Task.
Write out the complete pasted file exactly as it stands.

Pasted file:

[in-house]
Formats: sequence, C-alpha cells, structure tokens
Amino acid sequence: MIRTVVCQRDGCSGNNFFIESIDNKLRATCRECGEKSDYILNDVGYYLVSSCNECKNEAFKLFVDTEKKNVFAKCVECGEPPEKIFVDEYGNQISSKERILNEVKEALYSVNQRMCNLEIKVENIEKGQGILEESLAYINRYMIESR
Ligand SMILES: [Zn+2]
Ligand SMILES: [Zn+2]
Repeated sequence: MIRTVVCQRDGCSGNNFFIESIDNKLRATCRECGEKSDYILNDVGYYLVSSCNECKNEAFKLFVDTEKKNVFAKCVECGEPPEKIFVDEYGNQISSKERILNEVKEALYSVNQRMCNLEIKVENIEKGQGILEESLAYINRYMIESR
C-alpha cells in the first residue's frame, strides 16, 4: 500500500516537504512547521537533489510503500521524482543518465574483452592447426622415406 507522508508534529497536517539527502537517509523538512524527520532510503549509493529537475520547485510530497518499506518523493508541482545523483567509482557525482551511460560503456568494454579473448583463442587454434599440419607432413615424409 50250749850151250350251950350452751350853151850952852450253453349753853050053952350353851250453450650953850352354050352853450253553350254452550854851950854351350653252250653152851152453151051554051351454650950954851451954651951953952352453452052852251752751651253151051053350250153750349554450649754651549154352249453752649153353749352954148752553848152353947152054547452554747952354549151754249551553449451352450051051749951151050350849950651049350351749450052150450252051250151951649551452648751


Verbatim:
[in-house]
Formats: sequence, C-alpha cells, structure tokens
Amino acid sequence: MIRTVVCQRDGCSGNNFFIESIDNKLRATCRECGEKSDYILNDVGYYLVSSCNECKNEAFKLFVDTEKKNVFAKCVECGEPPEKIFVDEYGNQISSKERILNEVKEALYSVNQRMCNLEIKVENIEKGQGILEESLAYINRYMIESR
Ligand SMILES: [Zn+2]
Ligand SMILES: [Zn+2]
Repeated sequence: MIRTVVCQRDGCSGNNFFIESIDNKLRATCRECGEKSDYILNDVGYYLVSSCNECKNEAFKLFVDTEKKNVFAKCVECGEPPEKIFVDEYGNQISSKERILNEVKEALYSVNQRMCNLEIKVENIEKGQGILEESLAYINRYMIESR
C-alpha cells in the first residue's frame, strides 16, 4: 500500500516537504512547521537533489510503500521524482543518465574483452592447426622415406 507522508508534529497536517539527502537517509523538512524527520532510503549509493529537475520547485510530497518499506518523493508541482545523483567509482557525482551511460560503456568494454579473448583463442587454434599440419607432413615424409 50250749850151250350251950350452751350853151850952852450253453349753853050053952350353851250453450650953850352354050352853450253553350254452550854851950854351350653252250653152851152453151051554051351454650950954851451954651951953952352453452052852251752751651253151051053350250153750349554450649754651549154352249453752649153353749352954148752553848152353947152054547452554747952354549151754249551553449451352450051051749951151050350849950651049350351749450052150450252051250151951649551452648751